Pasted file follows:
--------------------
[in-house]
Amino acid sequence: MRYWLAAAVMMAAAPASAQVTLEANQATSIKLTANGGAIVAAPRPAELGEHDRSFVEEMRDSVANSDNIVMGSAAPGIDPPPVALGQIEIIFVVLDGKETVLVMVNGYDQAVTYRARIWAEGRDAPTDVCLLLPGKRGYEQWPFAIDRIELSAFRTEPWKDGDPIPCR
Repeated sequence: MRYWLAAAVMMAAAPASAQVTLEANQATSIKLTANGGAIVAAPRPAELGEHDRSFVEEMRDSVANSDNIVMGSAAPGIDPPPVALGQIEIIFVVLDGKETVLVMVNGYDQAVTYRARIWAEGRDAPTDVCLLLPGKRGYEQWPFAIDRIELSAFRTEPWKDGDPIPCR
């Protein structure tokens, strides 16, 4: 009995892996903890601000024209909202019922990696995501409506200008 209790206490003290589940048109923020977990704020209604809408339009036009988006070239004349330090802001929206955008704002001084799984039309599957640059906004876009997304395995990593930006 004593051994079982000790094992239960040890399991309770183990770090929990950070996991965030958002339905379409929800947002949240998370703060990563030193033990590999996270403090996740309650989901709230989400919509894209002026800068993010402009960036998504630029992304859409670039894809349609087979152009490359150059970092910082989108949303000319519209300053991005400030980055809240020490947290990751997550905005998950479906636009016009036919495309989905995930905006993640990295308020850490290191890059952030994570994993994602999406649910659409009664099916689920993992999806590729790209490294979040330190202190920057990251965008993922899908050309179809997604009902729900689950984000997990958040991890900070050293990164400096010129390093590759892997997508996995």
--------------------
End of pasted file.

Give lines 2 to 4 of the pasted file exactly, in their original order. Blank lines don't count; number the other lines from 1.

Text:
Amino acid sequence: MRYWLAAAVMMAAAPASAQVTLEANQATSIKLTANGGAIVAAPRPAELGEHDRSFVEEMRDSVANSDNIVMGSAAPGIDPPPVALGQIEIIFVVLDGKETVLVMVNGYDQAVTYRARIWAEGRDAPTDVCLLLPGKRGYEQWPFAIDRIELSAFRTEPWKDGDPIPCR
Repeated sequence: MRYWLAAAVMMAAAPASAQVTLEANQATSIKLTANGGAIVAAPRPAELGEHDRSFVEEMRDSVANSDNIVMGSAAPGIDPPPVALGQIEIIFVVLDGKETVLVMVNGYDQAVTYRARIWAEGRDAPTDVCLLLPGKRGYEQWPFAIDRIELSAFRTEPWKDGDPIPCR
């Protein structure tokens, strides 16, 4: 009995892996903890601000024209909202019922990696995501409506200008 209790206490003290589940048109923020977990704020209604809408339009036009988006070239004349330090802001929206955008704002001084799984039309599957640059906004876009997304395995990593930006 004593051994079982000790094992239960040890399991309770183990770090929990950070996991965030958002339905379409929800947002949240998370703060990563030193033990590999996270403090996740309650989901709230989400919509894209002026800068993010402009960036998504630029992304859409670039894809349609087979152009490359150059970092910082989108949303000319519209300053991005400030980055809240020490947290990751997550905005998950479906636009016009036919495309989905995930905006993640990295308020850490290191890059952030994570994993994602999406649910659409009664099916689920993992999806590729790209490294979040330190202190920057990251965008993922899908050309179809997604009902729900689950984000997990958040991890900070050293990164400096010129390093590759892997997508996995």